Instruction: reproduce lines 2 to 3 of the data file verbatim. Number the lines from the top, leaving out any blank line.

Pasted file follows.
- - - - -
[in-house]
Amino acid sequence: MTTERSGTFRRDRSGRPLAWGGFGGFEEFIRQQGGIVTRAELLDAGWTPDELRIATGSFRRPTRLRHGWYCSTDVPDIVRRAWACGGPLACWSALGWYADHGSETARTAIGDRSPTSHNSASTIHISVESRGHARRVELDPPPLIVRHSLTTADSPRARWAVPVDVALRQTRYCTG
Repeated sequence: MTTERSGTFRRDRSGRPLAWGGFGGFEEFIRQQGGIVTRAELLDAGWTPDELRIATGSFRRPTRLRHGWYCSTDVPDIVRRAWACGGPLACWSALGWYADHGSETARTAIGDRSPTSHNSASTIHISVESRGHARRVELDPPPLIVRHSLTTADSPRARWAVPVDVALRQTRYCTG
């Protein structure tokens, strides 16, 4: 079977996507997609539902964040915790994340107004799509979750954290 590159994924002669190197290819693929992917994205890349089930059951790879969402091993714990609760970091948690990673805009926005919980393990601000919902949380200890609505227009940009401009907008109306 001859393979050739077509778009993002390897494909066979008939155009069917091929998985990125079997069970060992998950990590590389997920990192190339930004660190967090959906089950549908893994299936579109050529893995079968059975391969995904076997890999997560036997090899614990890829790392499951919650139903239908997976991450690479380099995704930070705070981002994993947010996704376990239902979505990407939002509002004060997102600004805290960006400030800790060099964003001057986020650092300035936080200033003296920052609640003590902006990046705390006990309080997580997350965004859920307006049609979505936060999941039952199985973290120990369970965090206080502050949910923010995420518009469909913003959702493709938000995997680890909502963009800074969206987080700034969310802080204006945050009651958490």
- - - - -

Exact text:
Amino acid sequence: MTTERSGTFRRDRSGRPLAWGGFGGFEEFIRQQGGIVTRAELLDAGWTPDELRIATGSFRRPTRLRHGWYCSTDVPDIVRRAWACGGPLACWSALGWYADHGSETARTAIGDRSPTSHNSASTIHISVESRGHARRVELDPPPLIVRHSLTTADSPRARWAVPVDVALRQTRYCTG
Repeated sequence: MTTERSGTFRRDRSGRPLAWGGFGGFEEFIRQQGGIVTRAELLDAGWTPDELRIATGSFRRPTRLRHGWYCSTDVPDIVRRAWACGGPLACWSALGWYADHGSETARTAIGDRSPTSHNSASTIHISVESRGHARRVELDPPPLIVRHSLTTADSPRARWAVPVDVALRQTRYCTG